There are several minor cases enumerated in my proposition, in which I wish also to see some alteration take place. That article which leaves it in the power of the Legislature to ascertain its own emolument, is one to which I allude. I do not believe this is a power which, in the ordinary course of Government, is likely to be abused. Perhaps of all the powers granted, it is least likely to abuse; but there is a seeming impropriety in leaving any set of men without control to put their hand into the public coffers, to take out money to put in their pockets; there is a seeming indecorum in such power, which leads me to propose a change. We have a guide to this alteration in several of the amendments which the different conventions have proposed. I have gone, therefore, so far as to fix it, that no law, varying the compensation shall operate until there is a change in the Legislature; in which case it cannot be for the particular benefit of those who are concerned in determining the value of the service.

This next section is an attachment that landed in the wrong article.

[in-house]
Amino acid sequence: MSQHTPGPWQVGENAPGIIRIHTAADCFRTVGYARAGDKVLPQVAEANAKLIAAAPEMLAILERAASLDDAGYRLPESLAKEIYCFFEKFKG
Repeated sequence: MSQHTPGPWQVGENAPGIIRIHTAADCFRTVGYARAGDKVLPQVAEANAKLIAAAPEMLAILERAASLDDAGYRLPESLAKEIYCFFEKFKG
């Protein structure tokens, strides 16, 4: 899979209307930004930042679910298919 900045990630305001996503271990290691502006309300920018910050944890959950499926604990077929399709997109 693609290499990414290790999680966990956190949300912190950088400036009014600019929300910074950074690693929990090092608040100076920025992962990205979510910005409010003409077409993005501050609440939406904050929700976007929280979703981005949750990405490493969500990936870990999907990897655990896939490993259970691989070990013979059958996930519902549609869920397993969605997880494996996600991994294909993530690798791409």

I wish also, in revising the constitution, we may throw into that section, which interdict the abuse of certain powers in the State Legislatures, some other provisions of equal, if not greater importance than those already made. The words, "No State shall pass any bill of attainder, ex post facto law," &c. were wise and proper restrictions in the constitution. I think there is more danger of those powers being abused by the State Governments than by the Government of the United States. The same may be said of other powers which they possess, if not controlled by the general principle, that laws are unconstitutional which infringe the rights of the community. I should therefore wish to extend this interdiction, and add, as I have stated in the 5th resolution, that no State shall violate the equal right of conscience, freedom of the press, or trial by jury in criminal cases; because it is proper that every Government should be disarmed of powers which trench upon those particular rights. I know, in some of the State constitutions, the power of the Government is controlled by such a declaration; but others are not. I cannot see any reason against obtaining even a double security on those points; and nothing can give a more sincere proof of the attachment of those who opposed this constitution to these great and important rights, than to see them join in obtaining the security I have now proposed; because it must be admitted, on all hands, that the State Governments are as liable to attack the invaluable privileges as the General Government is, and therefore ought to be as cautiously guarded against.